Training — How Slow Should My Long-Slow Distance Runs be?

running-advice-bugA runner named Gina writes in with a very common question that has to do with pacing in the longest runs in a marathon training plan. Here’s the question and my answer:


I think I’m running too fast on my shorter training runs and I don’t know a) if that’s a problem and b) how to force myself to slow down. According to the McMillan running calculator my tempo runs shouldn’t be faster than an 8:38 and my easy runs should be between 9:36 and 10:06. I pretty much have to force myself to stay at a 9-minute mile for the majority of my runs–even those that get near 11-12 miles. When I run a 10-minute mile I feel like I’m going backwards. Part of this is definitely that I’m pressed for time and part of it is that I just like to run fast (a relative term, but fast for me!).

In fact, many running plans suggest that their runners slow down between 1 to 2 minutes per mile when they doing their longer/slower runs. These runs are usually called the “long/slow distance runs” and this pace may also be used in other “recovery” runs. The idea here is three fold:
1) To maximize the amount of time that you spend out on your runs — because if you can slow the runner down and make what would be a 2 1/2 hour run last 3 hours that’s 30 more minutes logged on the feet. This means that on race day, you will have run closer to the amount of time that you’ll be expecting to run in the race, but with less effort.
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Season 2 – Episode 27 – Run/Walk and Walk/Run

running-advice-bugWelcome back runners. Now, it’s time to get into a topic that doesn’t apply to all runners — but certainly will apply to all of you. You may have experimented with run/walk or walk/run — adding intervals of walking or running into your routine. Our topic today is when it makes more sense to run/walk, walk/run or just run or walk.

On this week’s episode:
– What is run/walk and walk/run?
– When does it make sense to add a walk interval into your running?
– When is it more effective to walk or run without the intervals?
– How should you pick the correct intervals of running and walking?

To visit our video pages with links to all of the episodes in the series, go to:
Season 1 Video Page

Season 2 Video Page

Running Advice and News
www.running-advice.com

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Commentary — Is vacation the best or worst of times for a runner?

Coach Joe English

Coach Joe English

Every time I go on vacation I have this feeling that goes something like this: “I can’t wait to have the time off so that I can run. I mean really run. I’ll run every day. I might even do some doubles.”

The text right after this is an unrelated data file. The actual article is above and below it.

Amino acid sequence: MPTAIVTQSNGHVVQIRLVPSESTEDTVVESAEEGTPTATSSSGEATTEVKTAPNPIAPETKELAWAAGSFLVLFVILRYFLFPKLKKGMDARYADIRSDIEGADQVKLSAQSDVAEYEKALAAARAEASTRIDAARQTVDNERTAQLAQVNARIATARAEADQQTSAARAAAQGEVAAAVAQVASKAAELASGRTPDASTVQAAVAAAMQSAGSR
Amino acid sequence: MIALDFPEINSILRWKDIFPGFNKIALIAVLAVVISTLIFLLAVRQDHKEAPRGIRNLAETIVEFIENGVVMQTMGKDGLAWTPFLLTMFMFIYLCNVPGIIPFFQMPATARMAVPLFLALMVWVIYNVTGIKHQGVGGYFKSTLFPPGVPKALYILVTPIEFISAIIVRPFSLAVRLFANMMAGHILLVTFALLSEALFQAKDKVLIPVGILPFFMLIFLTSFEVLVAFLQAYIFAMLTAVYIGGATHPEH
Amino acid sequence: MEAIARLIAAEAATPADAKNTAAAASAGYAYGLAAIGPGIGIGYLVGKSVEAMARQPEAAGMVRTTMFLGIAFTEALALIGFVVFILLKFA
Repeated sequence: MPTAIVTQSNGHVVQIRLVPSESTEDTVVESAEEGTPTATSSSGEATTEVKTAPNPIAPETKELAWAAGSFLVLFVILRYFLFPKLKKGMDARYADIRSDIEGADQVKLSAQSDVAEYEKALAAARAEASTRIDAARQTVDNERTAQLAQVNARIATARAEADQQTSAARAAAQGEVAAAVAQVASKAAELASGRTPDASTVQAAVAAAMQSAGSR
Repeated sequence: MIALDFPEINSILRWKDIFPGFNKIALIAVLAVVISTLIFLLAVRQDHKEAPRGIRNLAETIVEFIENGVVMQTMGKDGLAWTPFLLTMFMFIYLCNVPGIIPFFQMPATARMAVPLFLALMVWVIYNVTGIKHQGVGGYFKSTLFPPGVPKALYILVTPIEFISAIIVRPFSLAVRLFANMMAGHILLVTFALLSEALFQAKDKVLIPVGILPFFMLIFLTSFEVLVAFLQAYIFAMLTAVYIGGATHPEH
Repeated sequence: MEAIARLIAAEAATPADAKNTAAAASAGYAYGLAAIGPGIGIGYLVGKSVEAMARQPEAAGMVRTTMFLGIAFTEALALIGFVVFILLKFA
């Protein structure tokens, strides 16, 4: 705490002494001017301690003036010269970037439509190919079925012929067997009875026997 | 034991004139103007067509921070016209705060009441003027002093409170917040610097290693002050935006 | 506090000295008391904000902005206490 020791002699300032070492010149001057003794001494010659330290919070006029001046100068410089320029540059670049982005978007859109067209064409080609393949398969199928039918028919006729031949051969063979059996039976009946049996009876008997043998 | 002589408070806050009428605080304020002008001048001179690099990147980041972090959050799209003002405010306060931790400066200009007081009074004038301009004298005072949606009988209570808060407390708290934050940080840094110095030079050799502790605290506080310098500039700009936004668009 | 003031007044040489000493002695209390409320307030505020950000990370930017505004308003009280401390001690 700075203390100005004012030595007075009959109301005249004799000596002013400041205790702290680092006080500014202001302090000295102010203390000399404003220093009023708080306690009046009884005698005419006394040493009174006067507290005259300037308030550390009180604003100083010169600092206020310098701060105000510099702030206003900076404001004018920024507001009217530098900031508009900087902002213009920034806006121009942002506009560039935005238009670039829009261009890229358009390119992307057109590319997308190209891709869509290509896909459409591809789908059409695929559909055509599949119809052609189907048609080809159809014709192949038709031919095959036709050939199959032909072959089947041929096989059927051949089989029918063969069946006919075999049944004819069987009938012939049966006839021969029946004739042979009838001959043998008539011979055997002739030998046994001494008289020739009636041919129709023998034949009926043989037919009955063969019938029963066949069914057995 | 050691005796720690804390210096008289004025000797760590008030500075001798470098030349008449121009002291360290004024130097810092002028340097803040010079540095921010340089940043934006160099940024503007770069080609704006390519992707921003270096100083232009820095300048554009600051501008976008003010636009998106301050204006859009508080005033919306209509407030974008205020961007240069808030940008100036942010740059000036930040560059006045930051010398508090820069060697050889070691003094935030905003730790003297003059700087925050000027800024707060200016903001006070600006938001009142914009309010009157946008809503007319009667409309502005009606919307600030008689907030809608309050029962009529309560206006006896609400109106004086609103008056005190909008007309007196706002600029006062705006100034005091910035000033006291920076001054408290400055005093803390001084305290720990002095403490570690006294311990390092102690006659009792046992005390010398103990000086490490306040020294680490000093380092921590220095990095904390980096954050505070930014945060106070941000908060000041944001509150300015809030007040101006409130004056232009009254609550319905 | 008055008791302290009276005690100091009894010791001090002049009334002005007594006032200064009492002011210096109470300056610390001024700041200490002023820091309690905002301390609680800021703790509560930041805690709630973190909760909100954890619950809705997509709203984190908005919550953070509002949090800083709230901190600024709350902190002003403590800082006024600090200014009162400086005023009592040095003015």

At the end of those vacations, something strange seems to have taken place. Not only have I not run more than normal or hit those doubles, but I seem to have done even less than I normally do. In fact, it feels like vacation is the worst of times for this runner, rather than the best. So what gives?

Vacation should mean plenty of time, lots of sleep, excellent nutrition and new places to run. But just the opposite seems to be the case. Vacation brings rich food, lots of alcohol, a very different schedule and vacation activities that take up lots of time and energy. Have you ever run AFTER going to Disneyland, just for example. I just recently took a weekend vacation where I ate twice as much as I normally would, slept twice as much, drank twice as much and didn’t managed to run at all.

Perhaps the most difficult thing about vacation for me as a runner is that I’m out of my routine. I can somehow manage business travel, but vacation travel is a whole different ball-game. Gone is the schedule in which my runs inhabit a fixed location. Gone are the places that I normally run. Gone is the track where I do my speed work. It’s all thrown up in the air and by the end of the weekend, or week, or however log, I’ve logged less miles and less quality than I normally would have.
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Video – Season 2 – Episode 21 — Junk Miles and Marathon Runners

running-advice-bugLet’s get serious marathon runners. Do you ever head out for a run without a purpose? Do you run without paying attention to your pace? Do you run a lot of easy miles? If so, then this episode may be tailored made for you. In fact, this episode might apply to A LOT of you.

Our topic this week: junk miles. We’re quality over quantity guys and this week we look at low-quality — or junk — miles.

On this week’s episode:
— What are junk miles?
— Why do we run junk miles?
— What do junk miles do for your marathon training?